A further object of this invention is to provide a filter element that may be quickly and simply replaced.

Other objects and features of this invention will be apparent from the following description and drawing in which:

Figure 1 is a vertical cross-sectional view of a device illustrating the preferred form of my invention.

Figure 2 is a vertical cross-sectional view of a portion of the device of Figure l illustrating a modified form of my invention.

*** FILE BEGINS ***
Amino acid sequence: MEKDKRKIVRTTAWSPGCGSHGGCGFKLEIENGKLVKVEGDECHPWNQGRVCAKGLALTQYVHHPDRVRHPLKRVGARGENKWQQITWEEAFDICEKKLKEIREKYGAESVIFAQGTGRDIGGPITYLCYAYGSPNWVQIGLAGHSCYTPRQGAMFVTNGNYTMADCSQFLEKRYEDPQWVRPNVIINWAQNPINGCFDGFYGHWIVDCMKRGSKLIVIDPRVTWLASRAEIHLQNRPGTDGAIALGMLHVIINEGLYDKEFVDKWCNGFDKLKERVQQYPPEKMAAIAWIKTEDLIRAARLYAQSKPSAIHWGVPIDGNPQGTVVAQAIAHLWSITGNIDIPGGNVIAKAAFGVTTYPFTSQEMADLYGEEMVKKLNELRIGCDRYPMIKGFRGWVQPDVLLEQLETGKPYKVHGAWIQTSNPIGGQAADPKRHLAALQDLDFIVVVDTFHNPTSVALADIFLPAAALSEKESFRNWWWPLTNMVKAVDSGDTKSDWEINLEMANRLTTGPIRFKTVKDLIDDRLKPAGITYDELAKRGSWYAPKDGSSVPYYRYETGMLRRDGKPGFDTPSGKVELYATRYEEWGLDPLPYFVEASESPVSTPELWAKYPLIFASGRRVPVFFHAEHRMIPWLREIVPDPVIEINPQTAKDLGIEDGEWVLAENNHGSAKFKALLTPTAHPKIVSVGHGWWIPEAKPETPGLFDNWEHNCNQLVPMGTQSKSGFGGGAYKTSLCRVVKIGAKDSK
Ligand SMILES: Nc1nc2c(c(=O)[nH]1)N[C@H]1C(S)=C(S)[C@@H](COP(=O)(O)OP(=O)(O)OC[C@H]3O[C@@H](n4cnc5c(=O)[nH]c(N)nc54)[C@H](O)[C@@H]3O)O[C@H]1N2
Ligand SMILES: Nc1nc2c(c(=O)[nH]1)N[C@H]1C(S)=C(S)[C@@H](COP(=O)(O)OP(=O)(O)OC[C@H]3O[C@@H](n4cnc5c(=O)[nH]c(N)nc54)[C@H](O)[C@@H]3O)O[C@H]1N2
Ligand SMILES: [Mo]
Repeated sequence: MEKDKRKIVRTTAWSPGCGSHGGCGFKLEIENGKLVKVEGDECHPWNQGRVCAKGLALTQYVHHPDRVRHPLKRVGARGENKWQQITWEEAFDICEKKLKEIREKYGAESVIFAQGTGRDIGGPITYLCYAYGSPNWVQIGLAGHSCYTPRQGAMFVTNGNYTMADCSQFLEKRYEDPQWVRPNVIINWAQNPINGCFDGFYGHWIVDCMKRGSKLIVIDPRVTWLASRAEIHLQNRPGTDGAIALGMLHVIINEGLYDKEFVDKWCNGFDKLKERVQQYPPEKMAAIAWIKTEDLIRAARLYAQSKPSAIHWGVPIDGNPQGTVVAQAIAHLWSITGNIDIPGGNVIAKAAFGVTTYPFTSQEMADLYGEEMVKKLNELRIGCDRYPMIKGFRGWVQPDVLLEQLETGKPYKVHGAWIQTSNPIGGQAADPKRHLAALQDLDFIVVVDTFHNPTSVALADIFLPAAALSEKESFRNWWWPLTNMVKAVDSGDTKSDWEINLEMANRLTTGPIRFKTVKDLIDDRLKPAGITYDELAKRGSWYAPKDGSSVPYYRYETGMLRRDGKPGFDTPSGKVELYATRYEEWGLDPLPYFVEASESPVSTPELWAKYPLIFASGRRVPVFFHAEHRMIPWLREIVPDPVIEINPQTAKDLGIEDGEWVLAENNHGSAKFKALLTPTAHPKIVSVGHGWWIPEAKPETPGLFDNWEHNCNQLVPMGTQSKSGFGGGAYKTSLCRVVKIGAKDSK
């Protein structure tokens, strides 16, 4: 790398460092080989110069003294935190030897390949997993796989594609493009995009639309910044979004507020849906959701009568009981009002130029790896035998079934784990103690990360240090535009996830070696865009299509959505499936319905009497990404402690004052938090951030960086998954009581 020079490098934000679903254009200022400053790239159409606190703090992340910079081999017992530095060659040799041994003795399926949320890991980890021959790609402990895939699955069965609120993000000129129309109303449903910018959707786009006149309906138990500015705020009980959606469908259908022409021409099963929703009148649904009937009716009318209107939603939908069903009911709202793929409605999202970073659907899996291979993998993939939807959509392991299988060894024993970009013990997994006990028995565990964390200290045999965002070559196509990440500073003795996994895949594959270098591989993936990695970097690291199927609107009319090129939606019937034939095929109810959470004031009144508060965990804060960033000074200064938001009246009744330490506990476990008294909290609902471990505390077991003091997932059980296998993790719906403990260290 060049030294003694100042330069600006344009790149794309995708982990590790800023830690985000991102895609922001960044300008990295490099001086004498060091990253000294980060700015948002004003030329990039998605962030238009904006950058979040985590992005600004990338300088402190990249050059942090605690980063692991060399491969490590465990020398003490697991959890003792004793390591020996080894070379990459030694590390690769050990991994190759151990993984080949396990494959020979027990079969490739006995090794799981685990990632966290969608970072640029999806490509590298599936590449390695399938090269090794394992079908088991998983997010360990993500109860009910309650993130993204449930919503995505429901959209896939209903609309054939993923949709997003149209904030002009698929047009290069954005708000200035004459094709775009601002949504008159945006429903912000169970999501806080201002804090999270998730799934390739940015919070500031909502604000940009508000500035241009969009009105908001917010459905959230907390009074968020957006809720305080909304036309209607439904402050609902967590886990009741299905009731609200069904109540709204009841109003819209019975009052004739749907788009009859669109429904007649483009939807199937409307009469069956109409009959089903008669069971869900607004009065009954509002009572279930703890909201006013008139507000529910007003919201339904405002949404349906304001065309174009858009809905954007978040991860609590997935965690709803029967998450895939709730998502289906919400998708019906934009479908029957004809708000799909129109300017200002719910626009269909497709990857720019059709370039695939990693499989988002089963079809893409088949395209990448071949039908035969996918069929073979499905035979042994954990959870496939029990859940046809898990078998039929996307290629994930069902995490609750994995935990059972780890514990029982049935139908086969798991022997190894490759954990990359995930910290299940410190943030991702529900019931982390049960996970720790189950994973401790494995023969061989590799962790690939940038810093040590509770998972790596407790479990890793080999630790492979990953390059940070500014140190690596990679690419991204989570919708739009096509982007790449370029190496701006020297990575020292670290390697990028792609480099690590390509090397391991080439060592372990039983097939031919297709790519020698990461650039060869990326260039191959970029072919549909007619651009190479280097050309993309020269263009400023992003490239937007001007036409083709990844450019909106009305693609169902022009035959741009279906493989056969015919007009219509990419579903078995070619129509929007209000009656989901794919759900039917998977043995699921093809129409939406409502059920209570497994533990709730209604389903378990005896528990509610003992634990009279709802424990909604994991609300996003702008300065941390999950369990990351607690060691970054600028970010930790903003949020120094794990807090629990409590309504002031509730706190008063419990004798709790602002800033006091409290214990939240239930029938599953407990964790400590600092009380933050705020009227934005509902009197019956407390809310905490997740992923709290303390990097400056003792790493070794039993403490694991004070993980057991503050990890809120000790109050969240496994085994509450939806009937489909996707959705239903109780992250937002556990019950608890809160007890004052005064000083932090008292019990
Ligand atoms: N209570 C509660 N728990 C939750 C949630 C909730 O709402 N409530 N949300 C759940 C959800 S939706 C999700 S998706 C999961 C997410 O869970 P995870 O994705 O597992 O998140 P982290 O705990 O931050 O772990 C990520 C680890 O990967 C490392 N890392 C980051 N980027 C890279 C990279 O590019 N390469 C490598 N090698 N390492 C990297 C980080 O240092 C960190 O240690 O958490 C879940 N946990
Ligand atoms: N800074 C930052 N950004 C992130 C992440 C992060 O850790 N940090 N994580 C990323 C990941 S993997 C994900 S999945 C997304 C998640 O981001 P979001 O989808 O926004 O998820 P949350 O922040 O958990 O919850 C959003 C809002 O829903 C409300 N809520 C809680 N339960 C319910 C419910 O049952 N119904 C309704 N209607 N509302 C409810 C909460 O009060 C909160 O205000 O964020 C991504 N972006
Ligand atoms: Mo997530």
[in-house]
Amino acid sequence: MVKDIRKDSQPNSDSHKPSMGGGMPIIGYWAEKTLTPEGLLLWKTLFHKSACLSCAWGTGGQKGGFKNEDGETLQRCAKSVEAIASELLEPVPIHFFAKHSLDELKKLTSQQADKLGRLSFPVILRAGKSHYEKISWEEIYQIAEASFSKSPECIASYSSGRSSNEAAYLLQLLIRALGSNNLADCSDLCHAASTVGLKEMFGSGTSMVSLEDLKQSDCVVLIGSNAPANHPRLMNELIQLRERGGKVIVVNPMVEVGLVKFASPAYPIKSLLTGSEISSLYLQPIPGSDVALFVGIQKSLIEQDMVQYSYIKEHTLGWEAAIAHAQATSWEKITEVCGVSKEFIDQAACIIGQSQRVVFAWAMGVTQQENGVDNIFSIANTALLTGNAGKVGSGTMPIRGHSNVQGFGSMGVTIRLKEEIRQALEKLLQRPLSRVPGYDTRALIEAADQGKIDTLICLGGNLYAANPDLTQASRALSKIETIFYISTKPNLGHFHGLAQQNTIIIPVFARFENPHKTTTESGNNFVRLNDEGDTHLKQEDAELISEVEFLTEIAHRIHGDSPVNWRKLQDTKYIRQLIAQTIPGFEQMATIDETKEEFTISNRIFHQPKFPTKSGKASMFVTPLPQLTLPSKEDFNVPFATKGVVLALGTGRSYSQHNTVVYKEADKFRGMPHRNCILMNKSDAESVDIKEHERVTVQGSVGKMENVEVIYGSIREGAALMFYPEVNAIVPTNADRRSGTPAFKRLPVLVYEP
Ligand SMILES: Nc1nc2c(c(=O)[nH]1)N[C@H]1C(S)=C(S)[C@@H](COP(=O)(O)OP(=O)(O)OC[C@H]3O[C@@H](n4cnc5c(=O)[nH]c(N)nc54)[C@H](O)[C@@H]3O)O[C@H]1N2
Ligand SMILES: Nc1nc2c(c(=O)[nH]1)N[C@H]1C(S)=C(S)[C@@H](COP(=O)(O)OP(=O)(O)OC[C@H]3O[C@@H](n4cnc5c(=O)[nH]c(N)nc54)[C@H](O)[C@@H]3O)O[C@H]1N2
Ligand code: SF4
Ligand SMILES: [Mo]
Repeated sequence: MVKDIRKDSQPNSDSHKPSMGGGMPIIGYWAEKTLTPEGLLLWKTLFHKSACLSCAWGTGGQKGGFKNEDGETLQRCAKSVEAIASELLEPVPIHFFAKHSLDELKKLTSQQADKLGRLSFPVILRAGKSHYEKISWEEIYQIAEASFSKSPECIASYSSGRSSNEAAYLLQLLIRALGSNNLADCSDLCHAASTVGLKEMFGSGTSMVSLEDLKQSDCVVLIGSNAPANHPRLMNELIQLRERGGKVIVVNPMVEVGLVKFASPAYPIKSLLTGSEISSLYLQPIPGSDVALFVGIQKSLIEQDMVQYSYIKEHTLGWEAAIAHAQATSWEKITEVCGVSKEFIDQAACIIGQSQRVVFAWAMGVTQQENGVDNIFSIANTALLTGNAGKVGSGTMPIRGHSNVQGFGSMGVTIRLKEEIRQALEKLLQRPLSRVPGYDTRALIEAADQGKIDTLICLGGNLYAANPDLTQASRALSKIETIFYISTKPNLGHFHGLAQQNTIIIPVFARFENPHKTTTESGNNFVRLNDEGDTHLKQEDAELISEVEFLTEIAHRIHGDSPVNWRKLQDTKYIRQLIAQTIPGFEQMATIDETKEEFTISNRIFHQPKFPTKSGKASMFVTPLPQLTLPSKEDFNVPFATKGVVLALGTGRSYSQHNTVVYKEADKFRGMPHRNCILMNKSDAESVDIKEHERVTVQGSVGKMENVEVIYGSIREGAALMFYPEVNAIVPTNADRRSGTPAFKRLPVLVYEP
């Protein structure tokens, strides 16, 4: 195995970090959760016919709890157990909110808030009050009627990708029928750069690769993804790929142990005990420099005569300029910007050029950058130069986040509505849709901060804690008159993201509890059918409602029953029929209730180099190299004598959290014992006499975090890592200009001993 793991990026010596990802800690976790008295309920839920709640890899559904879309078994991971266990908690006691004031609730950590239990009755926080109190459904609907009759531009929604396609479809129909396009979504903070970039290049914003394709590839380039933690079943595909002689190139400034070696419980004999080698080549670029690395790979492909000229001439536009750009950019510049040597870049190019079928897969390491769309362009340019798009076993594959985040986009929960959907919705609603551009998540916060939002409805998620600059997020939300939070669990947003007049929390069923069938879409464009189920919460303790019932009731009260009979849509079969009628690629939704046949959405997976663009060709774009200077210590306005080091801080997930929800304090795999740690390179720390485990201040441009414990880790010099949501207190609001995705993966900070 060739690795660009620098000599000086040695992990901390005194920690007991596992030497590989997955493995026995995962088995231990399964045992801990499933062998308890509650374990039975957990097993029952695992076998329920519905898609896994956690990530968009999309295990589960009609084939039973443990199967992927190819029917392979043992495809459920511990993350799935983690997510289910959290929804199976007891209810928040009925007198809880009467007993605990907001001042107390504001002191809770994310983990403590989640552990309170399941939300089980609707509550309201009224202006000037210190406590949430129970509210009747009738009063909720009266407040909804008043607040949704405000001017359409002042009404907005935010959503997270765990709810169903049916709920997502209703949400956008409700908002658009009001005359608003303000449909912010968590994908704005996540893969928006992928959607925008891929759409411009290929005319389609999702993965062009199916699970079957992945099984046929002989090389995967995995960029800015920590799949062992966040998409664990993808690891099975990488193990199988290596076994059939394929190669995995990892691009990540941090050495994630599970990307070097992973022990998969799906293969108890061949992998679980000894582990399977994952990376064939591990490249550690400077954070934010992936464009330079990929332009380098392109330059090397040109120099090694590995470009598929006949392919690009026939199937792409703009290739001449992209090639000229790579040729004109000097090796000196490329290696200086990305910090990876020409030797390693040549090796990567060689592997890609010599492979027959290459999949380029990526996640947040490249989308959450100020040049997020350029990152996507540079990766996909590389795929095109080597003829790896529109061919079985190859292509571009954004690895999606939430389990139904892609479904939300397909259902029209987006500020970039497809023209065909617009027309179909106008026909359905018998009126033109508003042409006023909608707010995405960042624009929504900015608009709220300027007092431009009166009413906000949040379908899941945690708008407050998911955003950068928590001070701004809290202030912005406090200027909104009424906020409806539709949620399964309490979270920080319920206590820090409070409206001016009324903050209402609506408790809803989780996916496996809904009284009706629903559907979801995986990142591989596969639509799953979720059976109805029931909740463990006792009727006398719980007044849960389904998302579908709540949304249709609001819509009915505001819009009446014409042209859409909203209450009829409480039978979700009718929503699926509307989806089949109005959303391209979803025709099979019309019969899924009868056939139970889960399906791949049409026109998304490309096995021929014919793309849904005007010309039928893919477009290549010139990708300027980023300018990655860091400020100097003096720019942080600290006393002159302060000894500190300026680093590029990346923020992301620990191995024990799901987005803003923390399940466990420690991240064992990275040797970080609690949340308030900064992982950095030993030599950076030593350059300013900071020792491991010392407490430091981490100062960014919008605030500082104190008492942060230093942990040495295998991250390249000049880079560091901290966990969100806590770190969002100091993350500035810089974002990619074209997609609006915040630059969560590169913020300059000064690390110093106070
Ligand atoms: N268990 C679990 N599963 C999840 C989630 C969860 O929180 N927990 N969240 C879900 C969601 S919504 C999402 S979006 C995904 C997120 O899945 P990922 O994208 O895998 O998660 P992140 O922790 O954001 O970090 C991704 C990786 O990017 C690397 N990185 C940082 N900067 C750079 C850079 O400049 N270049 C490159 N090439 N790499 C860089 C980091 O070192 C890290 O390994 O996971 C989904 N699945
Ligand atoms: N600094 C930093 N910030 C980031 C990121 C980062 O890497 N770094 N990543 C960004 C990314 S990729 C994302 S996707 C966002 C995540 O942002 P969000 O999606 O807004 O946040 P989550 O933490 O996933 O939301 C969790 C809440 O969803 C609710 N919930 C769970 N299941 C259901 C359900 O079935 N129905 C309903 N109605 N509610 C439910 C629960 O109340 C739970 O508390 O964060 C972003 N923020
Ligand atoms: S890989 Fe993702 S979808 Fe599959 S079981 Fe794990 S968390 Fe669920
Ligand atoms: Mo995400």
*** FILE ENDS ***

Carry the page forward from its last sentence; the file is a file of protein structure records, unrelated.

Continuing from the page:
Turning now to Figure l, the device comprises a main housing 11 which is generally cylindrical in shape. A cover 12 is mounted on the top of the housing and is fastened to it by means of a hollow center tube 13 which is threaded at its upper end. The upper end of the tube is screwed into a threaded center opening 14 of the cover 12 and its other end passes through a boss 15 at the lower end of the housing. A bolt 16 is brazed into the lower end of the tube to plug the lower end of the tube and also enable the cover to be tightened on the housing when the cover is screwed tightly onto the threaded upper end of said tube 13. The cover 12 includes a threaded inlet 17 leading to a chamber 18 which is open to the inner portion of the housing 11. The cover also includes a threaded outlet 19 which is open to a passage 20 leading to the threaded center opening 14 of the cover so that the assembly of the tube 13 with the cover forms a continuous passage from the tube to the passage 2). A threaded aperture 21 is located in the upper surface of the cover, into which is inserted an automatic inlet valve 21a of conventional design, capable of allowing atmosphere to enter the cover. In the lower portion of the housing a filter element 22 is mounted concentrically about the center tube. This element is preferably of the cylindricalv convoluted resin-impregnated type shown in rice concentrically around the center tube 13 without fasten ing and provide a guide and sealing means for the element. The element is maintained in a proper relationship with the bottom of the housing by means vof a compression spring 27 which is located concentrically around the lower end of the center tube between the boss 15 and .the cup 24. The element is further supported by means of a tube 28 which is placed concentrically about the upper portion of the center tube 13 and is held between the upper cup 23 and the cover 12. An impingement plate 29 is welded or otherwise permanently fastened to the upper portion of the tube 28; this plate isupwardly concave and contains perforations 30 throughout its surface. The plate has an aperture through the -center enabling the tube 28 to pass through it and has a diameter which extends almost the diameter of the housing 11.